For the last few years, I've been thinking about David Ronfeldt's TIMN framework, in which he discusses how four basic forms of human organization—tribes, institutions, markets, and networks—developed and how they are advantaged under different sociotechnical conditions. Lately I've been trying to use TIMN as a way to help me better understand adhocracies, which Toffler introduced as a counterpoint to bureaucracies. To put it loosely, bureaucracies are to institutions as adhocracies are to networks.
Together, these led me to Quinn and Cameron's Competing Values Framework, in which the authors characterize organization culture along the dimensions of stability v. flexibility and internal v external focus. They label the four quadrants Clan, Hierarchy, Market, and Adhocracy—labels that seem very similar to Ronfeldt's Tribes, Institutions, Markets, and Networks.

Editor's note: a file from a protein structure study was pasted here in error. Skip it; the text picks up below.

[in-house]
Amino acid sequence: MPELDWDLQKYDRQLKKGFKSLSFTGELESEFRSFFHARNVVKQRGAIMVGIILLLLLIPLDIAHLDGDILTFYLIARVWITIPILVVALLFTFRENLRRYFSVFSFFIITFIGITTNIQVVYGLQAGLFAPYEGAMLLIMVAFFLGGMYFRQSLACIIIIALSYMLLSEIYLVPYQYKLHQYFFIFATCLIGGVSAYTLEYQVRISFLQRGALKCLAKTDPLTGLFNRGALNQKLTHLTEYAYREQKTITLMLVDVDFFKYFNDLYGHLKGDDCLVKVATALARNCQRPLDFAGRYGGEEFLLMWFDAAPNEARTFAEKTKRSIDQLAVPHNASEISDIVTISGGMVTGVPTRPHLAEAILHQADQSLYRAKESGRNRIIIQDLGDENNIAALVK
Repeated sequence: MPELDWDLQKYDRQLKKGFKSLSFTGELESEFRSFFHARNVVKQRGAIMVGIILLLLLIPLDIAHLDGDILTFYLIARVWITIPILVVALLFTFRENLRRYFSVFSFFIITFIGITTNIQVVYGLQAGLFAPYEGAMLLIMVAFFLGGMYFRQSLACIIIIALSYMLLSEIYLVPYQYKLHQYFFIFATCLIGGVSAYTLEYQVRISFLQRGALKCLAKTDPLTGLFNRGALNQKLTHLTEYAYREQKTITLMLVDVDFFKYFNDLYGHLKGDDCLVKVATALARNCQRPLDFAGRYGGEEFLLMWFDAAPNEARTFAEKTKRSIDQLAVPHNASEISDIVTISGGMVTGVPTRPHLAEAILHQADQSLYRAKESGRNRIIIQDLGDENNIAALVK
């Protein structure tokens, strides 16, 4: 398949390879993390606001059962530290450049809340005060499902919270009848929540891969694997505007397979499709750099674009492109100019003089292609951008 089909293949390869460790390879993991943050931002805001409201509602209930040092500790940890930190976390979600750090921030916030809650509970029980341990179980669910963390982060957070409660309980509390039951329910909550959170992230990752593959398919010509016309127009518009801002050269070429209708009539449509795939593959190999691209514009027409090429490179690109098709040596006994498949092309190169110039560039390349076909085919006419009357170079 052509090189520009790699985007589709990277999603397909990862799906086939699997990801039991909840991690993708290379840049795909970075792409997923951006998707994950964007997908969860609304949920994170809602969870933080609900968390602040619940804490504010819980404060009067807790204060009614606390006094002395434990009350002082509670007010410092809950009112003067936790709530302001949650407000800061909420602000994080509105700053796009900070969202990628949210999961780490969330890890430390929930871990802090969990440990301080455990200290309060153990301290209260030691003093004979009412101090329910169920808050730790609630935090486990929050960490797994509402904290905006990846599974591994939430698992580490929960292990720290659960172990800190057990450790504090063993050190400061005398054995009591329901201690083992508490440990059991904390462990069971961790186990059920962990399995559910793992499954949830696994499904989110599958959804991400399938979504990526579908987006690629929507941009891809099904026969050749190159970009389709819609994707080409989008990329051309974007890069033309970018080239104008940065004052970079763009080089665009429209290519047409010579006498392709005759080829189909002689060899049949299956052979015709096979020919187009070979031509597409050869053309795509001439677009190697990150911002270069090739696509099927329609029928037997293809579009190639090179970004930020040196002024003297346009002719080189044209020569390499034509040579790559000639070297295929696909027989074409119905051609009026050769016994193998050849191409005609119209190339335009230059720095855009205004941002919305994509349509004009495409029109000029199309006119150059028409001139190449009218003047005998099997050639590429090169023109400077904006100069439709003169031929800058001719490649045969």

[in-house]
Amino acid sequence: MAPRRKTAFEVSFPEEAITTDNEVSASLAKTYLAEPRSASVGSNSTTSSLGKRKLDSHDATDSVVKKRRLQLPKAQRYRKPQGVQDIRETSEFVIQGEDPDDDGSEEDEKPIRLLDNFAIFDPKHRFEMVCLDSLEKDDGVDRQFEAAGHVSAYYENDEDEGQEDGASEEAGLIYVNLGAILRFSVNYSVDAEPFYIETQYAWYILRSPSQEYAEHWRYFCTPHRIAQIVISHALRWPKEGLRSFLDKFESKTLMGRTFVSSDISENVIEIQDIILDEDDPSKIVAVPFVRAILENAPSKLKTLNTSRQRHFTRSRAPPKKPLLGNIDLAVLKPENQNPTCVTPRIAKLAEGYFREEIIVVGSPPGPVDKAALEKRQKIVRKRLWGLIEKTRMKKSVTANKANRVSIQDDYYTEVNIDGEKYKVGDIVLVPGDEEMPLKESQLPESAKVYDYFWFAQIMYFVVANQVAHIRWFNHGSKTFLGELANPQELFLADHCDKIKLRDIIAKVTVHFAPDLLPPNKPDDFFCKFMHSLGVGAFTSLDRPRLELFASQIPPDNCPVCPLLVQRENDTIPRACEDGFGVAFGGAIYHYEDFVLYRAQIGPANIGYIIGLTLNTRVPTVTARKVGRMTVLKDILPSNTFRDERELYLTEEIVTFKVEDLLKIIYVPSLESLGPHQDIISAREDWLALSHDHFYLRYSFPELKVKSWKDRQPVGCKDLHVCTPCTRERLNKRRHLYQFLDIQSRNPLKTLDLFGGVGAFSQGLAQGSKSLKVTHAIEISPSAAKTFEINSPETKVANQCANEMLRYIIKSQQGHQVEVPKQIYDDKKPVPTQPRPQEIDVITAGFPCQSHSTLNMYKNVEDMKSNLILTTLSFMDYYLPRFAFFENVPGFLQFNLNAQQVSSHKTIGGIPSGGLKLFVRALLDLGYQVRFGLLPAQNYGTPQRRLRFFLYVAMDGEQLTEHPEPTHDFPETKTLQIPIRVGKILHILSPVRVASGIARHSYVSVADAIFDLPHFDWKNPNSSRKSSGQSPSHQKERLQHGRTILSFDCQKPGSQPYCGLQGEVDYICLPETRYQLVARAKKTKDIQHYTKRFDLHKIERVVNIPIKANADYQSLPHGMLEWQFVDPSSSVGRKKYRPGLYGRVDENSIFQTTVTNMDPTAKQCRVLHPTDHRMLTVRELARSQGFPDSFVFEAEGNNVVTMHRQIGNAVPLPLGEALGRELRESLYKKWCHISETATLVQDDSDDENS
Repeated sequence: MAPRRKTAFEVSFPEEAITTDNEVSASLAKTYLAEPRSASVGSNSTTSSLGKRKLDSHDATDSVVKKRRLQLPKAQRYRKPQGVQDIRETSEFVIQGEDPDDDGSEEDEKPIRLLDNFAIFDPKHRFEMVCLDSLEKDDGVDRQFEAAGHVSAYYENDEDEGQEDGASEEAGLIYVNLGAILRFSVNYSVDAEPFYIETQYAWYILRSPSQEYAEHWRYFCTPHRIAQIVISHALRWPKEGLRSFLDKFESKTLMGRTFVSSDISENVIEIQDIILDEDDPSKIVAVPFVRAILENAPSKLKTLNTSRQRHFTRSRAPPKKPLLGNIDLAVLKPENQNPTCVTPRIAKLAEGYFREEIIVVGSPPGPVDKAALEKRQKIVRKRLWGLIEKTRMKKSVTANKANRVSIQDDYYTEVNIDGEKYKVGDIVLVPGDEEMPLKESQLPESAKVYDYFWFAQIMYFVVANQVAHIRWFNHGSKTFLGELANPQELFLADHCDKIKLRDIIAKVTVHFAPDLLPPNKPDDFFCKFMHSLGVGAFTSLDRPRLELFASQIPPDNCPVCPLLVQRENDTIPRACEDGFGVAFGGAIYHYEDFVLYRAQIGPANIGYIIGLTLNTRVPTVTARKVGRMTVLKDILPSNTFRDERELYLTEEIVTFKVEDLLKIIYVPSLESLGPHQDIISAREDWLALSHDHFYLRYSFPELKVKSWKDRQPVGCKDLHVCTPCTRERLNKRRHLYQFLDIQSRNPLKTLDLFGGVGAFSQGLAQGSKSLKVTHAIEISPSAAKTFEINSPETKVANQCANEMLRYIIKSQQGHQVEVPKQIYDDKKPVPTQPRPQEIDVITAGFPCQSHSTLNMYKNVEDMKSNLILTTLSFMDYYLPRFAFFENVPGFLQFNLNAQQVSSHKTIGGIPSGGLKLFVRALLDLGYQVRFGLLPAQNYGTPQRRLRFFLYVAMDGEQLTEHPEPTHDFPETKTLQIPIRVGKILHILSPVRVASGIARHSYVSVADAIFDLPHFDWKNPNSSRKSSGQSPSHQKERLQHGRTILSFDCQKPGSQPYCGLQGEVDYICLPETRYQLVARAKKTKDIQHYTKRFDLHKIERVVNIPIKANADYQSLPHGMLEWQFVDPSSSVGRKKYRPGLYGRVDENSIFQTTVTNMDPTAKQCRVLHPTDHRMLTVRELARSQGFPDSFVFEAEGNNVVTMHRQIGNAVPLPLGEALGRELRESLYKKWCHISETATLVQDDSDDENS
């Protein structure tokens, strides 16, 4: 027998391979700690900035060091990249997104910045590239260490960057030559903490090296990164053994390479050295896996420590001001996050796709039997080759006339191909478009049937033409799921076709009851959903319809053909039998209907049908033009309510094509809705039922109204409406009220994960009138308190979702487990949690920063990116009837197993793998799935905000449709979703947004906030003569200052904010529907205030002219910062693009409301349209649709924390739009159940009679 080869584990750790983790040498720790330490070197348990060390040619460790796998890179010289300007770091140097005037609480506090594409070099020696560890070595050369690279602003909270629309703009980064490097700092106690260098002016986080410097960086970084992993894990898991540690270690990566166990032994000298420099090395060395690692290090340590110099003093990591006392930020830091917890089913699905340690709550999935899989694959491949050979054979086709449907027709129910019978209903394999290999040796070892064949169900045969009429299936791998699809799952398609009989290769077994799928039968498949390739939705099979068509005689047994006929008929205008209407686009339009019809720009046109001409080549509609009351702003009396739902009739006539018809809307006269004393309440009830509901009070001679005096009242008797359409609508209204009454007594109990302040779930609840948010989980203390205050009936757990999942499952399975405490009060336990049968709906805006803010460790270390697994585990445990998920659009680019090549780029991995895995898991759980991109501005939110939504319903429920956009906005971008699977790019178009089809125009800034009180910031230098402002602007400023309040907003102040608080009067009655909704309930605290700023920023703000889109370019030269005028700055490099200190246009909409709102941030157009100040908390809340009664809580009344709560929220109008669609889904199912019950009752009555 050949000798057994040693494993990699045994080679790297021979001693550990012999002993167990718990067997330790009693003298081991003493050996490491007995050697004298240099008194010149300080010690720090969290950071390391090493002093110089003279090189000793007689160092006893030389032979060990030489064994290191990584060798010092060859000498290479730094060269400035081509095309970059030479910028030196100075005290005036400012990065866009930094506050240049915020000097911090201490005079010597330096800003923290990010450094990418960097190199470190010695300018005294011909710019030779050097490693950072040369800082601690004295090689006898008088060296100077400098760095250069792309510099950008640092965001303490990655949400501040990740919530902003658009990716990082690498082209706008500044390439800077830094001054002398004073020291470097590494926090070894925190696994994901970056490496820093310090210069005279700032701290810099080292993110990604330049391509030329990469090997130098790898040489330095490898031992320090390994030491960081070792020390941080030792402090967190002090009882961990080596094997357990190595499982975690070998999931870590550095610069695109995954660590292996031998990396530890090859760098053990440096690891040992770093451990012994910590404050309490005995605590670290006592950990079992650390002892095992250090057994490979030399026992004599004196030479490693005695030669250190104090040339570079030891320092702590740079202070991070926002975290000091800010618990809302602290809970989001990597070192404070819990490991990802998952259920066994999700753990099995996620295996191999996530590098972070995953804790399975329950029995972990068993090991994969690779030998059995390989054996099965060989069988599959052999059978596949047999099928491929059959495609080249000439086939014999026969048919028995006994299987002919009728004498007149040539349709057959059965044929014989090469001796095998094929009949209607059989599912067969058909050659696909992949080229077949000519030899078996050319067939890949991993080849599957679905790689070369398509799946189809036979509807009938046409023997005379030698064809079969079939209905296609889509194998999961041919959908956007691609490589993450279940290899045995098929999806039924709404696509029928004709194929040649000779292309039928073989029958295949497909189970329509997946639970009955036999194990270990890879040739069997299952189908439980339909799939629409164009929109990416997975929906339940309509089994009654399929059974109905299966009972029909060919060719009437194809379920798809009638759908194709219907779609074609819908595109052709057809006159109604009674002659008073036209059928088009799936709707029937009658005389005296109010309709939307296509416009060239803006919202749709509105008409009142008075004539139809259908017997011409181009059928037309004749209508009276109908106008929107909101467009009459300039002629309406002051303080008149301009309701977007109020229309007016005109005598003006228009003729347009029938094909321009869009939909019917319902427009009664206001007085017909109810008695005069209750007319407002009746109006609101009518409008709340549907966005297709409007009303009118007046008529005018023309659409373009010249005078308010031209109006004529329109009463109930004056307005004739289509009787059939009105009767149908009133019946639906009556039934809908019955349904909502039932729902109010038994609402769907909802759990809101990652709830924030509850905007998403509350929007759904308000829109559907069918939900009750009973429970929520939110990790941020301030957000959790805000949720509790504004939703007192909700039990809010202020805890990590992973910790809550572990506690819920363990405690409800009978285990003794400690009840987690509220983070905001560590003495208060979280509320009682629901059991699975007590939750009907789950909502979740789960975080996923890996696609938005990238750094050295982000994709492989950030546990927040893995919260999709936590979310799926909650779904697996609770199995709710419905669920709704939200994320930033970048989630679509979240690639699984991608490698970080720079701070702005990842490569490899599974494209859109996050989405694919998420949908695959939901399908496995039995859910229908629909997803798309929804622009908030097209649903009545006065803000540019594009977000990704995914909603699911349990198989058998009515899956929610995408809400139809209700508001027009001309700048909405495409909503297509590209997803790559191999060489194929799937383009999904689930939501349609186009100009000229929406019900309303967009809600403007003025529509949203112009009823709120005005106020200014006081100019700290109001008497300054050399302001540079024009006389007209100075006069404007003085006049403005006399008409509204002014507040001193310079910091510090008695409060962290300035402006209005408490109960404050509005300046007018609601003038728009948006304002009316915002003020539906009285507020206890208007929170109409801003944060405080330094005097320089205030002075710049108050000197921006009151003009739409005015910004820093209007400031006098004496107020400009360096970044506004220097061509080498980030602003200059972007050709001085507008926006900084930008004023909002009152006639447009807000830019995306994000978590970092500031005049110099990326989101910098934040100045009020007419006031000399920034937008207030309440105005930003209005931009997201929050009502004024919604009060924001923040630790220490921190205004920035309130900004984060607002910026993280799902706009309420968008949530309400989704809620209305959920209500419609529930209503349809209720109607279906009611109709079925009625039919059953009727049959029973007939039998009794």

I emailed Ronfeldt about this, and he courteously revised his 2009 post comparing TIMN with other analysts' tables. This is a resource to which I'll be returning again and again as I develop my own understanding of organizational forms; if you're similarly interested, check it out.